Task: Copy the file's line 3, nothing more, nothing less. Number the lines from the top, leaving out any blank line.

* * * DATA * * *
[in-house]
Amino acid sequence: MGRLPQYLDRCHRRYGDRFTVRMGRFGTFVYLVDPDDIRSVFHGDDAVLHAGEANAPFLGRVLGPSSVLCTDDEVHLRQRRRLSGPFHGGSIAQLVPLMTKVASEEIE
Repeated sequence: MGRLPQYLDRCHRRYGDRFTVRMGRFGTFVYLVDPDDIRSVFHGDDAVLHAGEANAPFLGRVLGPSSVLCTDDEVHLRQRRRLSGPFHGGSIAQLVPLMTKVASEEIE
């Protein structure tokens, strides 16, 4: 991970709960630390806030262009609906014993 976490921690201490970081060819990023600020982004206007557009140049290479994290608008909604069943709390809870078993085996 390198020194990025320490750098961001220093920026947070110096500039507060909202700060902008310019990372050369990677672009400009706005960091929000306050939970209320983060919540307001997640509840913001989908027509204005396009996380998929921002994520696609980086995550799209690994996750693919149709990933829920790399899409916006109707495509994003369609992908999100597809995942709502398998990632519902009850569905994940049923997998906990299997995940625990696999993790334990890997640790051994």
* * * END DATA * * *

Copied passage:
Repeated sequence: MGRLPQYLDRCHRRYGDRFTVRMGRFGTFVYLVDPDDIRSVFHGDDAVLHAGEANAPFLGRVLGPSSVLCTDDEVHLRQRRRLSGPFHGGSIAQLVPLMTKVASEEIE